S.2(m) "goods" means every kind of moveable property (other than newspapers, actionable claims, stocks, shares and securities) and includes –

(i) livestock, all materials, commodities, grass or things attached to or forming part of the earth which are agreed to be severed before sale or under a contract of sale; and

(ii) property in goods (whether as goods or in other form) involved in the execution of a works contract.

S.2(zc)(v) "sale" with its grammatical variations and cognate expression means ….and includes-

(i)-(iv) ….

(v) transfer of property in goods (whether as goods or in some other form) involved in the execution of a works contract;

Further S.9 ibid, laying down rules for allowing/disallowing input tax credit made it clear, vide Explanation to S.9(2), that This sub-section does not prevent a tax credit arising for goods and building materials that are purchased either for the purpose of re-sale in an unmodified form, or for the performance of a works contract on a building owned or occupied by another.

13. A natural corollary of the expanded meaning of "goods", imported from the State VAT into the GST law,therefore, is that for the limited purpose of works contracts, the goods (inputs) like cement, bricks, TMT bars etc.,which have changed their form to become a part of the immovable property, would have to be treated as semi-finished or finished goods and, therefore, eligible for ITC under S.140(3) of the cGST Act. Considering them as an immovable property would in fact take them out of the GST net altogether in terms of para 5 of Schedule III to the cGST Act.

14. It is not open to question that the meaning of any word or phrase used in any statute can't be stretched or shrunk beyond what is expressly assigned to it in the statue itself, generally by way of a definition or interpretation clause, or an explanation. It is, however, equally undeniable that if the context in which a word, expressly defined in a statute has been used, conveys a different meaning and requires a flexible interpretation to serve that context, the law permits it. That precisely is the meaning of the opening line of S.2 of cGST Act "In this Act, unless the context otherwise requires --"

15. To sum up, so long as the outward supply remains taxable under GST law, then, unless the ITC is explicitly barred, credit of tax paid on inputs will invariably be available. It can't be denied by implication. Even under S.17(5) of cGST Act, where ITC in respect of certain inputs and input services has been specifically disallowed, including works contracts and construction service under sub-clauses (c) & (d) thereof, exceptions have been made in every case where the inputs and input services are used directly for making taxable supplies.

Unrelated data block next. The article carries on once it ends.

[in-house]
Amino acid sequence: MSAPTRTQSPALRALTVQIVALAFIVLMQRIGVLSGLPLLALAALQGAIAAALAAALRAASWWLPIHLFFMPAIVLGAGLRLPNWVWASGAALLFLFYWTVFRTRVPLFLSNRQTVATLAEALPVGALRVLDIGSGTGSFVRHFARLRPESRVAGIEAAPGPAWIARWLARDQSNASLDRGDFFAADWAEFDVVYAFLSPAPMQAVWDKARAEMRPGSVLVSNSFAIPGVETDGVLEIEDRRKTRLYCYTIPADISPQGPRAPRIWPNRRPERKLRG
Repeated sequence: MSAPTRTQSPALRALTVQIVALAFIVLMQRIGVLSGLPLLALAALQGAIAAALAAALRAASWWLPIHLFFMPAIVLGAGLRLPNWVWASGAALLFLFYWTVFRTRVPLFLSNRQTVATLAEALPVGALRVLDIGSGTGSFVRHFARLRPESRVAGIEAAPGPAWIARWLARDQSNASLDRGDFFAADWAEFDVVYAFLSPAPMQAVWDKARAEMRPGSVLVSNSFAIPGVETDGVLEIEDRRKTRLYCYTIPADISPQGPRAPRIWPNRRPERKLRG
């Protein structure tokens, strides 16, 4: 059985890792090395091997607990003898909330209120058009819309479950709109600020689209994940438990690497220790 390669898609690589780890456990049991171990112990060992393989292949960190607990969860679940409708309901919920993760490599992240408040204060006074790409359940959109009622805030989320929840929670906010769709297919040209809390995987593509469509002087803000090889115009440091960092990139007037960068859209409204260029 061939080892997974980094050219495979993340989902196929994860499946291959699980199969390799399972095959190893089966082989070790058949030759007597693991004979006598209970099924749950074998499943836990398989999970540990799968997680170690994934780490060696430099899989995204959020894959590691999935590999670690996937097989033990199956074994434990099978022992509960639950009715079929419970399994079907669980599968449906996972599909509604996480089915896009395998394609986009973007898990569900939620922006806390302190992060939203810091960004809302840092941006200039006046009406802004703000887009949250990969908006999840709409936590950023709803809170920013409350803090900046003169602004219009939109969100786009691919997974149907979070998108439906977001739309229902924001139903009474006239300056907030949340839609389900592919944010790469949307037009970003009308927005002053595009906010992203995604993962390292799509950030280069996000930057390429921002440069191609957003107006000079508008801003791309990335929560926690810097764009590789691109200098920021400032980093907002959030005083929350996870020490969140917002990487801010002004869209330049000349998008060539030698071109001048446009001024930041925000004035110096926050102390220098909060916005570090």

C. S.140(3) and suppliers of construction of complex service.

16. S.140(3) expressly refers only to works contract service and not to construction service in general. Does it, therefore, imply that the suppliers of other construction services, such as construction of complex, are not eligible for transitional credit contemplated therein? In this connection, it is essential to remember that the expression "construction" finds mention in the cGST Act at the following places:

(i) S. 2(119) which defines a works contract (reproduced in para 9 supra);

(ii) Sub-sections (c) and (d) of 17(5) which list up the goods and services in respect of which no ITC is admissible --

"(c) works contract services when supplied for construction of an immovable property (other than plant and machinery) except where it is an input service for further supply of works contract service;

(d) goods or services or both received by a taxable person for construction of an immovable property(other than plant or machinery) on his own account including when such goods or services or both are used in the course or furtherance of business.

Explanation.––For the purposes of clauses (c) and (d), the expression "construction" includes re-construction, renovation, additions or alterations or repairs, to the extent of capitalisation, to the said immovable property"

(iii) Para 5(b) and explanation (2) thereto of Schedule II which, as declared in S.7(1)(d), spells out as to which supplies are to be treated as supplies of goods or services.

5. Supply of services

The following shall be treated as supply of service, namely:-

(a) ----

(b) construction of a complex, building, civil structure or a part thereof, including a complex or building intended for sale to a buyer, wholly or partly, except where the entire consideration has been received after issuance of completion certificate, where required, by the competent authority or after its first occupation, whichever is earlier.